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Kenya must first be branded for Kenyans

Saturday May 30 2009


We are getting it wrong, good people! Branding Kenya is not the business of the Brand Kenya Board (BKB) alone; it is the business of all of us.

Second, branding Kenya is not about our image abroad nor is this the sole reason for branding the country.

Third, it is not branding Kenya for foreigners that is difficult. It is branding Kenyans for Kenya and Kenya for Kenyans that is a tough call. If Kenyans can brilliantly brand themselves and their country, then external branding will be complete.

The external branding of the country, or branding the country with foreigners in mind, will be successful only if it is anchored on the internal image of the country. This is to say that foreigners will be confident to visit or invest in Kenya if we Kenyans are proud of and confident about our own country.

Branding is not about them out there who we want to come in here. It is about us in here and how we can make ourselves relevant and attractive to those out there. Towards this end, we need a vision and notion and sell these to those out there to come to us.

In this scenario, BKB exists as an integrated mechanism for building and enhancing Kenya’s image and national identity and rallying Kenyans around this image so that we all market our country locally and externally.


BKB is therefore tasked with creating an integrated national brand, harnessing and sustaining it over the long term. It is BKB’s task to build a national identity for us and instil national pride in each and any one of us.

This is crucial for the attainment of BKB’s second task of instilling confidence in Kenya among foreigners – be they investors, development partners or tourists.

We are here being asked to change our attitude towards Kenya. We are being asked to begin regarding Kenya differently and positively and use this new perspective to market our country as a destination of choice for ourselves first and then foreigners second.

Therefore, the biggest challenge facing BKB does not lie in convincing foreigners to come to Kenya, but in convincing Kenyans to feel good about Kenya and ourselves. Having done that, we are then being asked to be the leading campaigners for foreigners to think the same about Kenya.

The point of departure then is for us to have a perception audit for us to tell BKB what we feel about our country and ourselves and what we want to feel about ourselves and our country.

Having done that, BKB will be able to identify the notion for the nation around which all and sundry should rally in marketing Kenya. In 2004, Nigeria branded itself around it being the Heart of Africa; Uganda’s was Gifted by Nature and South Africa’s remains Proudly South African.

Nigeria is now re-branding under the theme Good People, Great Country. Malaysia still tags itself as Malaysia, Truly Asia, while Montenegro invites all to Experience its Wild Beauty.

Next, BKB will be looking to identify the assets that will boost the marketing of Kenya locally and abroad and also identify the liabilities that erode the country’s image.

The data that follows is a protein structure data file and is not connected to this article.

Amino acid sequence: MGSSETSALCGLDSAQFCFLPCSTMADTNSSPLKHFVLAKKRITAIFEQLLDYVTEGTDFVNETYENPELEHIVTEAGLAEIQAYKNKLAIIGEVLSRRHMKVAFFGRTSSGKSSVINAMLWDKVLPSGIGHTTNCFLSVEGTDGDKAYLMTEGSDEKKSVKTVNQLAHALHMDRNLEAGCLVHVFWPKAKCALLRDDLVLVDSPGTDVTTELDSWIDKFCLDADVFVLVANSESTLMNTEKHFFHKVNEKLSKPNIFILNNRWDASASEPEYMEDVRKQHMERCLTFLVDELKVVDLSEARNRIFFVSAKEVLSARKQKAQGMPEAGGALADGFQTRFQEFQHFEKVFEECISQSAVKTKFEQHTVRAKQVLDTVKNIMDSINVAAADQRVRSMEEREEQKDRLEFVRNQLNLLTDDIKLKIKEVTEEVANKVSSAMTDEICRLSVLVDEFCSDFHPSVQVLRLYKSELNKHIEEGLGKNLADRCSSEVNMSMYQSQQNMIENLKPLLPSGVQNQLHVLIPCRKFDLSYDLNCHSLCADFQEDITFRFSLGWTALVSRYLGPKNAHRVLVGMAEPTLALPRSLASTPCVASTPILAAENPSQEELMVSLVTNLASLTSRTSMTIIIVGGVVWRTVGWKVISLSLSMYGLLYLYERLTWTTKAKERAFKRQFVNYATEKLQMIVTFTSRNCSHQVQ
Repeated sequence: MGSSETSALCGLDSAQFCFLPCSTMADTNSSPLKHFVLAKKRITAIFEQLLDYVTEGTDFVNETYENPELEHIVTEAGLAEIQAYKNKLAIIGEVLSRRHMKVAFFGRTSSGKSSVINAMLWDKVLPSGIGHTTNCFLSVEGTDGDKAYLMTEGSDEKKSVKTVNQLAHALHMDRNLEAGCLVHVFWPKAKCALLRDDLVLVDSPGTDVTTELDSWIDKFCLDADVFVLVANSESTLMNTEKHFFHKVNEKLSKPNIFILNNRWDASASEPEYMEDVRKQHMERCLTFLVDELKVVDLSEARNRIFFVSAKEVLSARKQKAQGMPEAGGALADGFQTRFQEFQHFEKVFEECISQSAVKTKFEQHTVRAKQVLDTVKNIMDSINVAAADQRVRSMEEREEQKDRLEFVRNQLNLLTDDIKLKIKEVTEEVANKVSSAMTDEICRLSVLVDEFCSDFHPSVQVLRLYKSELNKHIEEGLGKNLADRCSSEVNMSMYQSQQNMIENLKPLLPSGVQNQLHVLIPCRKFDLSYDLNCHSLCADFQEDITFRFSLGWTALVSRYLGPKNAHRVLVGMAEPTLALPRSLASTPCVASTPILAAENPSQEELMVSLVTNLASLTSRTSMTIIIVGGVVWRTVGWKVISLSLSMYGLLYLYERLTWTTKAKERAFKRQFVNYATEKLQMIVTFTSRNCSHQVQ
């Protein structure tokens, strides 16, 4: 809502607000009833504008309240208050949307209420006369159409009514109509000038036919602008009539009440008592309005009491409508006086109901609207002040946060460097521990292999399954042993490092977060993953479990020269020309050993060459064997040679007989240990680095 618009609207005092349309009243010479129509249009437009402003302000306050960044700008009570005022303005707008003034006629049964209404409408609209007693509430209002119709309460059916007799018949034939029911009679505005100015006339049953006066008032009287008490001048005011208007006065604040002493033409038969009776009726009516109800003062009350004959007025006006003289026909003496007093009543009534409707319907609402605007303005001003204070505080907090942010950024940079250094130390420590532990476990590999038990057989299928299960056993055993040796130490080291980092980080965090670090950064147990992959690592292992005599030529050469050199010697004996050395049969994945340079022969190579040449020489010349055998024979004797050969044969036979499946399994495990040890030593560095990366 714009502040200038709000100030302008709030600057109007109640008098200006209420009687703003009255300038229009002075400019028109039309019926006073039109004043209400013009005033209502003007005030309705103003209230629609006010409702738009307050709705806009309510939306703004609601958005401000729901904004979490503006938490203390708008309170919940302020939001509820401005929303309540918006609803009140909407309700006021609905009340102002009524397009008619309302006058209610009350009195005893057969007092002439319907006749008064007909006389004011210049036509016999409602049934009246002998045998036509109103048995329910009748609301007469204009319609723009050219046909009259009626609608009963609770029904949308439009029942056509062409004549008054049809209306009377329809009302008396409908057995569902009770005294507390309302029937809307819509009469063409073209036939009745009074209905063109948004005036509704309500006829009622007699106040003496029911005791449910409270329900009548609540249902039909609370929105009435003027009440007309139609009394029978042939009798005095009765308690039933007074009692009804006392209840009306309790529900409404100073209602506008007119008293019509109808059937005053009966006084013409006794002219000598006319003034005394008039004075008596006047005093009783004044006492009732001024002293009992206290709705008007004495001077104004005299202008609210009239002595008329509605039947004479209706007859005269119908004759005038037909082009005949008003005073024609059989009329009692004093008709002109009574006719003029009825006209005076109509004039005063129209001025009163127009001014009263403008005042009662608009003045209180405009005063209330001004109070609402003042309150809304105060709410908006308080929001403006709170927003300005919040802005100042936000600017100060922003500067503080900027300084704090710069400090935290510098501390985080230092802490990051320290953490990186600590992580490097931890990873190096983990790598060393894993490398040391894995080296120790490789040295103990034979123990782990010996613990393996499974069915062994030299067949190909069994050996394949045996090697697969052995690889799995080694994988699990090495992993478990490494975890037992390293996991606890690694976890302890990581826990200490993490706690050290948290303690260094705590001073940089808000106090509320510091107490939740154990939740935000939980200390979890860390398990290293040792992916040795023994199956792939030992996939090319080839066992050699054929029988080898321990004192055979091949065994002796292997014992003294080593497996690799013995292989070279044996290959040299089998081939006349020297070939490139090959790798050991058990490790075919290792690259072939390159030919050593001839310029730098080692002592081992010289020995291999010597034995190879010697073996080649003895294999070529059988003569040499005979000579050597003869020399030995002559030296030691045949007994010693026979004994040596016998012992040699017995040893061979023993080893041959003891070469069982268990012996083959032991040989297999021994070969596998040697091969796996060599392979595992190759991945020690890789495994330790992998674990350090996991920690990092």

This is rather like carrying out a survey to establish Kenya’s Strengths, Weaknesses, Opportunities and Threats (SWOT) and then arrive at a strategy of playing up the Strengths and Opportunities while addressing ways of turning the Weaknesses and Threats into Opportunities and Strengths.

In the assets column will fall our agricultural products, especially tea, coffee and flowers as well as our world-famous tourist attractions and heritage sites such as the Big Five, Mt Kenya, the Treetops and the Tsavo.

In here will also go the great and good of our sports, especially athletics and now rugby. Next will be our internationally recognised glitterati such as multiple award winner Wangari Maathai and international civil servants and icons such as Brigadier Daniel Opande.

Because we seek to present our country as an investment destination, we must identify the business opportunities that exist in our country and proudly and loudly draw the attention of ourselves and the world to them.

And the world of information technology (IT), for example, is one that will open up myriad opportunities for Kenya. Here we will also showcase and celebrate our successful private and public sector enterprises in order to invite foreigners to take advantage of the factors that are making these firms survive and thrive here.

Indeed, the main reason for branding our country is to position the place as a competitive business destination in a global economy that knows no trade barriers.

In the liabilities column will go our political instability, human rights abuses, disregard for the law and, of course, corruption.

Is BKB up to this patriotic task? I have worked with Chief Executive Officer Mary Kimonye and chairman Hanningtone Gaya and can vouch for them to do a good job if given the tools they need and, especially the support of the government and political leadership.

Past and present students and dons of marketing at the University of Nairobi will tell you Mrs Kimonye is a stickler for excellence, the epitome of commitment to a patriotic cause and armed with a razor-sharp business mind. As a marketing professor and guru, she is determined to successfully position Kenya as a great (place) brand.

Mr Gaya started his career as an engineer, trained in strategic management, has made marketing his first love, publishes six magazines.

The good ship Brand Kenya is in good hands, especially if you and I and our government, industry and leaders play our parts as assigned by BKB.

Live Kenya, Love It!

Kwendo Opanga is a media consultant [email protected]